SMITH BRAIN TRUST -- People who check online patient reviews to zero in on doctors to cure or effectively treat their conditions need to take the information they find with a grain of salt, according to new research from the University of Maryland's Robert H. Smith School of Business. The study, coauthored by Gordon Gao, co-director of the school's Center for Health Information & Decision Systems (CHIDS), finds no evidence associating online physician-satisfaction ratings with clinical quality measures -- and only a small link to patients’ actual experience.
Gao’s study, “Website Ratings of Physicians and Their Quality of Care,” appears in the February 2015 issue of the Journal of American Medical Association Internal Medicine. The paper adds context to findings, widely reported from MainStreet.com, that consumers appear to favor nonphysicians for healthcare. Providers without the Doctor of Medicine degree include chiropractors, naturopaths, audiologists and podiatrists. Vanguard Communications, a public relations and marketing firm, released the study, based on about 28,000 reviews of health practitioners on Yelp, where consumers rate their satisfaction with businesses.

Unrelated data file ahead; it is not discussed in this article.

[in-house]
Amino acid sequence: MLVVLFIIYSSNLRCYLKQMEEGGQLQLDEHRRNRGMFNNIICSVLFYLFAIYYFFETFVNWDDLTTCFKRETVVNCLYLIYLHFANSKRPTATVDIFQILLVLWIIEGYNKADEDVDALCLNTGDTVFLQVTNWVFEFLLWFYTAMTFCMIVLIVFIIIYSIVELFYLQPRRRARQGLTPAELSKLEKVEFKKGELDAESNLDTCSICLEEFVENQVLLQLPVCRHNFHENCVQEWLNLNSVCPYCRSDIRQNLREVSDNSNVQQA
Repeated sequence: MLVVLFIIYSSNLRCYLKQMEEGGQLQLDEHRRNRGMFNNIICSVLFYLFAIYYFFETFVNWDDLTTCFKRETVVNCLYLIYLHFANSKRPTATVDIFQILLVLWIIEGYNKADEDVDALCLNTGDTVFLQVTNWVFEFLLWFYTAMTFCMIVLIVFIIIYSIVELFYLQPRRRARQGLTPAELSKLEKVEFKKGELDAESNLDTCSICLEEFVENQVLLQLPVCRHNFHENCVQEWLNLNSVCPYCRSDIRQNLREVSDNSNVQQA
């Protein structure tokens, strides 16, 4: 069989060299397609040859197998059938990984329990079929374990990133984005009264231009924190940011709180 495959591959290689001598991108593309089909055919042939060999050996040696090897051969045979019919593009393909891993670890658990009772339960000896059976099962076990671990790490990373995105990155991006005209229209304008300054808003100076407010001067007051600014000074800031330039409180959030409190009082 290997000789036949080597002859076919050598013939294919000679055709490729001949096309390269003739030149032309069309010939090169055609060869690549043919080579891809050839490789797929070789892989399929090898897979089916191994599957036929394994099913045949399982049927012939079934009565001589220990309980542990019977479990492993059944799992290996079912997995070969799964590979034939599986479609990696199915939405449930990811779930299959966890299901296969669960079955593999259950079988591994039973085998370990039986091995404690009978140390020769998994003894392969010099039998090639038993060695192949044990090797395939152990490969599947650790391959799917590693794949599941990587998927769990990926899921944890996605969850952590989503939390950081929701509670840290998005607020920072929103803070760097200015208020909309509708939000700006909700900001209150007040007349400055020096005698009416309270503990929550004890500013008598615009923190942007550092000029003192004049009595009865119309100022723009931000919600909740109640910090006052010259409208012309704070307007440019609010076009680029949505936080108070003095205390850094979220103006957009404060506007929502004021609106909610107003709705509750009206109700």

Gao and his coauthors sampled survey responses specific to “intermediate outcomes” and “process of care” from hypertension and diabetes patients connected to about 1,300 doctors. The researchers weighed those results against each physician’s composite score from eight different physician-ratings websites.
Gao notes the study does not account for narratives accompanying the ratings. And, apart from the outcome and process measures, reviews from sources like RateMDs.com and HealthGrades.com can give useful insight to such other factors as a doctor’s interpersonal skills, he says. Gao says consumers should keep close eyes on such government initiatives such as Physician Compare from the Centers for Medicare and Medicaid Services, which plans to release clinical quality measures of doctors in the coming years.